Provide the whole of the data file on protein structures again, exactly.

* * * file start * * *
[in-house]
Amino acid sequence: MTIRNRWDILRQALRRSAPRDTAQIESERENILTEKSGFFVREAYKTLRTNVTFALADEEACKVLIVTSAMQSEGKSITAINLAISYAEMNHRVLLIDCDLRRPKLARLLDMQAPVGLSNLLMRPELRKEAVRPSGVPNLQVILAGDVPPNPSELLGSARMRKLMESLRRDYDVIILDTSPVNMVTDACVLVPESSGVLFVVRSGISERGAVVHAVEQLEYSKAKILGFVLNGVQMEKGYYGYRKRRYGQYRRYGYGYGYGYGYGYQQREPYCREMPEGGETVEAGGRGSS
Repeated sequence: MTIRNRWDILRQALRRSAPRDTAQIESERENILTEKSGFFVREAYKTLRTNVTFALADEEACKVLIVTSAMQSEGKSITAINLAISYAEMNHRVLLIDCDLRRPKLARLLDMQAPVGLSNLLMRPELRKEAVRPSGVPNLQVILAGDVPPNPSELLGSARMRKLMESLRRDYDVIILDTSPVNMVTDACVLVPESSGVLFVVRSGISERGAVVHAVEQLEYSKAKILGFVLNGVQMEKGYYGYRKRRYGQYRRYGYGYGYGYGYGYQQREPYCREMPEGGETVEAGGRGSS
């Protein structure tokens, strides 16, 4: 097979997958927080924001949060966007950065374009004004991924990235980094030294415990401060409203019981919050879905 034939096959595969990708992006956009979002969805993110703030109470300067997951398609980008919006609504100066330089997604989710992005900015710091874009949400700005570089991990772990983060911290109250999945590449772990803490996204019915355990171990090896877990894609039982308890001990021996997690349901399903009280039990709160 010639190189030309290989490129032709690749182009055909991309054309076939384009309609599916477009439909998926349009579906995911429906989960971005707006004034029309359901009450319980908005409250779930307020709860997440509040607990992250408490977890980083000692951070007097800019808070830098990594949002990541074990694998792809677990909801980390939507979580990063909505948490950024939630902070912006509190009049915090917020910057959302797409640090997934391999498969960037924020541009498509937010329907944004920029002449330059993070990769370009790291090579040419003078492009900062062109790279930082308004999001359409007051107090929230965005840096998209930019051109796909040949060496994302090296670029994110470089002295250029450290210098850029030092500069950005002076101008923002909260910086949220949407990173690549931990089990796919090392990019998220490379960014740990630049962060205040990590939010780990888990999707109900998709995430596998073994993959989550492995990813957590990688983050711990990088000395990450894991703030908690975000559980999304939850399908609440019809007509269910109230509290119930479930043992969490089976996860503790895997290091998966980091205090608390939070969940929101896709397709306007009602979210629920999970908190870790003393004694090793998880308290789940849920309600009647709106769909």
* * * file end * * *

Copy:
[in-house]
Amino acid sequence: MTIRNRWDILRQALRRSAPRDTAQIESERENILTEKSGFFVREAYKTLRTNVTFALADEEACKVLIVTSAMQSEGKSITAINLAISYAEMNHRVLLIDCDLRRPKLARLLDMQAPVGLSNLLMRPELRKEAVRPSGVPNLQVILAGDVPPNPSELLGSARMRKLMESLRRDYDVIILDTSPVNMVTDACVLVPESSGVLFVVRSGISERGAVVHAVEQLEYSKAKILGFVLNGVQMEKGYYGYRKRRYGQYRRYGYGYGYGYGYGYQQREPYCREMPEGGETVEAGGRGSS
Repeated sequence: MTIRNRWDILRQALRRSAPRDTAQIESERENILTEKSGFFVREAYKTLRTNVTFALADEEACKVLIVTSAMQSEGKSITAINLAISYAEMNHRVLLIDCDLRRPKLARLLDMQAPVGLSNLLMRPELRKEAVRPSGVPNLQVILAGDVPPNPSELLGSARMRKLMESLRRDYDVIILDTSPVNMVTDACVLVPESSGVLFVVRSGISERGAVVHAVEQLEYSKAKILGFVLNGVQMEKGYYGYRKRRYGQYRRYGYGYGYGYGYGYQQREPYCREMPEGGETVEAGGRGSS
């Protein structure tokens, strides 16, 4: 097979997958927080924001949060966007950065374009004004991924990235980094030294415990401060409203019981919050879905 034939096959595969990708992006956009979002969805993110703030109470300067997951398609980008919006609504100066330089997604989710992005900015710091874009949400700005570089991990772990983060911290109250999945590449772990803490996204019915355990171990090896877990894609039982308890001990021996997690349901399903009280039990709160 010639190189030309290989490129032709690749182009055909991309054309076939384009309609599916477009439909998926349009579906995911429906989960971005707006004034029309359901009450319980908005409250779930307020709860997440509040607990992250408490977890980083000692951070007097800019808070830098990594949002990541074990694998792809677990909801980390939507979580990063909505948490950024939630902070912006509190009049915090917020910057959302797409640090997934391999498969960037924020541009498509937010329907944004920029002449330059993070990769370009790291090579040419003078492009900062062109790279930082308004999001359409007051107090929230965005840096998209930019051109796909040949060496994302090296670029994110470089002295250029450290210098850029030092500069950005002076101008923002909260910086949220949407990173690549931990089990796919090392990019998220490379960014740990630049962060205040990590939010780990888990999707109900998709995430596998073994993959989550492995990813957590990688983050711990990088000395990450894991703030908690975000559980999304939850399908609440019809007509269910109230509290119930479930043992969490089976996860503790895997290091998966980091205090608390939070969940929101896709397709306007009602979210629920999970908190870790003393004694090793998880308290789940849920309600009647709106769909």